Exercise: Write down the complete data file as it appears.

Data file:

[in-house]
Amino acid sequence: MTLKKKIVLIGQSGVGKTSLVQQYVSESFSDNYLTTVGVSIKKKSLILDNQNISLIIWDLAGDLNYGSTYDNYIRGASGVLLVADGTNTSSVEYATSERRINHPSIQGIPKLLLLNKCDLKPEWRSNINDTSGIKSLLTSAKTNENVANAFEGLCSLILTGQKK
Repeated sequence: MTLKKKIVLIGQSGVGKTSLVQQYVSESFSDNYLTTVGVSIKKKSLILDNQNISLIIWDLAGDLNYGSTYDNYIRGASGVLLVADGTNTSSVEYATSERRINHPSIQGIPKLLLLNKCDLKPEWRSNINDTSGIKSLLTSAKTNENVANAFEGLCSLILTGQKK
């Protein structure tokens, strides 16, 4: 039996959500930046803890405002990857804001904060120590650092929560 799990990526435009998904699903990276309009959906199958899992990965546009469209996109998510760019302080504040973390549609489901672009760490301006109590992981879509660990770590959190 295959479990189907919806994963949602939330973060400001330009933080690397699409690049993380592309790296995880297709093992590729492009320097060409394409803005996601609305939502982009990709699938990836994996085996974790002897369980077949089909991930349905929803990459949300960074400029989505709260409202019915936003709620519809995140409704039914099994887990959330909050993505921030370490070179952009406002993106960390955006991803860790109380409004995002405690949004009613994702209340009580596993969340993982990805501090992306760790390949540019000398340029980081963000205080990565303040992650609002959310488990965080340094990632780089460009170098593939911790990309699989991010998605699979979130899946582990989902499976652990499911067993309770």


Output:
[in-house]
Amino acid sequence: MTLKKKIVLIGQSGVGKTSLVQQYVSESFSDNYLTTVGVSIKKKSLILDNQNISLIIWDLAGDLNYGSTYDNYIRGASGVLLVADGTNTSSVEYATSERRINHPSIQGIPKLLLLNKCDLKPEWRSNINDTSGIKSLLTSAKTNENVANAFEGLCSLILTGQKK
Repeated sequence: MTLKKKIVLIGQSGVGKTSLVQQYVSESFSDNYLTTVGVSIKKKSLILDNQNISLIIWDLAGDLNYGSTYDNYIRGASGVLLVADGTNTSSVEYATSERRINHPSIQGIPKLLLLNKCDLKPEWRSNINDTSGIKSLLTSAKTNENVANAFEGLCSLILTGQKK
């Protein structure tokens, strides 16, 4: 039996959500930046803890405002990857804001904060120590650092929560 799990990526435009998904699903990276309009959906199958899992990965546009469209996109998510760019302080504040973390549609489901672009760490301006109590992981879509660990770590959190 295959479990189907919806994963949602939330973060400001330009933080690397699409690049993380592309790296995880297709093992590729492009320097060409394409803005996601609305939502982009990709699938990836994996085996974790002897369980077949089909991930349905929803990459949300960074400029989505709260409202019915936003709620519809995140409704039914099994887990959330909050993505921030370490070179952009406002993106960390955006991803860790109380409004995002405690949004009613994702209340009580596993969340993982990805501090992306760790390949540019000398340029980081963000205080990565303040992650609002959310488990965080340094990632780089460009170098593939911790990309699989991010998605699979979130899946582990989902499976652990499911067993309770």